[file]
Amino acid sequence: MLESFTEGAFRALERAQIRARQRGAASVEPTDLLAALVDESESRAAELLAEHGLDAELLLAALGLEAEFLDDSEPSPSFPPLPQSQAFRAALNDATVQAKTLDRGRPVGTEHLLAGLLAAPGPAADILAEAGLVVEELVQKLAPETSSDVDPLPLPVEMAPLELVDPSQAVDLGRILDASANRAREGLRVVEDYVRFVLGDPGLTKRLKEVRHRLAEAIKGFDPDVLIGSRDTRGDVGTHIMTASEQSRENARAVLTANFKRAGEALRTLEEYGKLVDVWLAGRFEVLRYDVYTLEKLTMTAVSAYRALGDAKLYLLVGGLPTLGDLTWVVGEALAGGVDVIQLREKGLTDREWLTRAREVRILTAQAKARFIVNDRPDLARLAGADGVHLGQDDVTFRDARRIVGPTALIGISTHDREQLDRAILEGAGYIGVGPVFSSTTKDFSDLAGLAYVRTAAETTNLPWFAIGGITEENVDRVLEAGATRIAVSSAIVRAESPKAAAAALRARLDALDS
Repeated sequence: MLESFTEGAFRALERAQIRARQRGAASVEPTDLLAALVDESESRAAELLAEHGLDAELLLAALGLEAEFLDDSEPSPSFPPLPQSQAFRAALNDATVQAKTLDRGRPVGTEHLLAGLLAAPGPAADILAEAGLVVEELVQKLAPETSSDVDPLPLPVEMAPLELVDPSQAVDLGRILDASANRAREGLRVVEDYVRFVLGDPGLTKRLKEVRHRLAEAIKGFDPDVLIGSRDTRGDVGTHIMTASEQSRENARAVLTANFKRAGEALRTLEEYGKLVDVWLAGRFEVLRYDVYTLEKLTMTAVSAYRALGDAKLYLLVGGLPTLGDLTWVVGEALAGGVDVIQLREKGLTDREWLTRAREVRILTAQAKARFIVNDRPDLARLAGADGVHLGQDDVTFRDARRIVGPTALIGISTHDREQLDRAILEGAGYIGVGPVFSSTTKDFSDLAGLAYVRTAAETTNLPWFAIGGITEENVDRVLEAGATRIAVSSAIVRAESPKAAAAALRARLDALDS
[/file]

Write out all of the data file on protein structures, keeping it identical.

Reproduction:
Amino acid sequence: MLESFTEGAFRALERAQIRARQRGAASVEPTDLLAALVDESESRAAELLAEHGLDAELLLAALGLEAEFLDDSEPSPSFPPLPQSQAFRAALNDATVQAKTLDRGRPVGTEHLLAGLLAAPGPAADILAEAGLVVEELVQKLAPETSSDVDPLPLPVEMAPLELVDPSQAVDLGRILDASANRAREGLRVVEDYVRFVLGDPGLTKRLKEVRHRLAEAIKGFDPDVLIGSRDTRGDVGTHIMTASEQSRENARAVLTANFKRAGEALRTLEEYGKLVDVWLAGRFEVLRYDVYTLEKLTMTAVSAYRALGDAKLYLLVGGLPTLGDLTWVVGEALAGGVDVIQLREKGLTDREWLTRAREVRILTAQAKARFIVNDRPDLARLAGADGVHLGQDDVTFRDARRIVGPTALIGISTHDREQLDRAILEGAGYIGVGPVFSSTTKDFSDLAGLAYVRTAAETTNLPWFAIGGITEENVDRVLEAGATRIAVSSAIVRAESPKAAAAALRARLDALDS
Repeated sequence: MLESFTEGAFRALERAQIRARQRGAASVEPTDLLAALVDESESRAAELLAEHGLDAELLLAALGLEAEFLDDSEPSPSFPPLPQSQAFRAALNDATVQAKTLDRGRPVGTEHLLAGLLAAPGPAADILAEAGLVVEELVQKLAPETSSDVDPLPLPVEMAPLELVDPSQAVDLGRILDASANRAREGLRVVEDYVRFVLGDPGLTKRLKEVRHRLAEAIKGFDPDVLIGSRDTRGDVGTHIMTASEQSRENARAVLTANFKRAGEALRTLEEYGKLVDVWLAGRFEVLRYDVYTLEKLTMTAVSAYRALGDAKLYLLVGGLPTLGDLTWVVGEALAGGVDVIQLREKGLTDREWLTRAREVRILTAQAKARFIVNDRPDLARLAGADGVHLGQDDVTFRDARRIVGPTALIGISTHDREQLDRAILEGAGYIGVGPVFSSTTKDFSDLAGLAYVRTAAETTNLPWFAIGGITEENVDRVLEAGATRIAVSSAIVRAESPKAAAAALRARLDALDS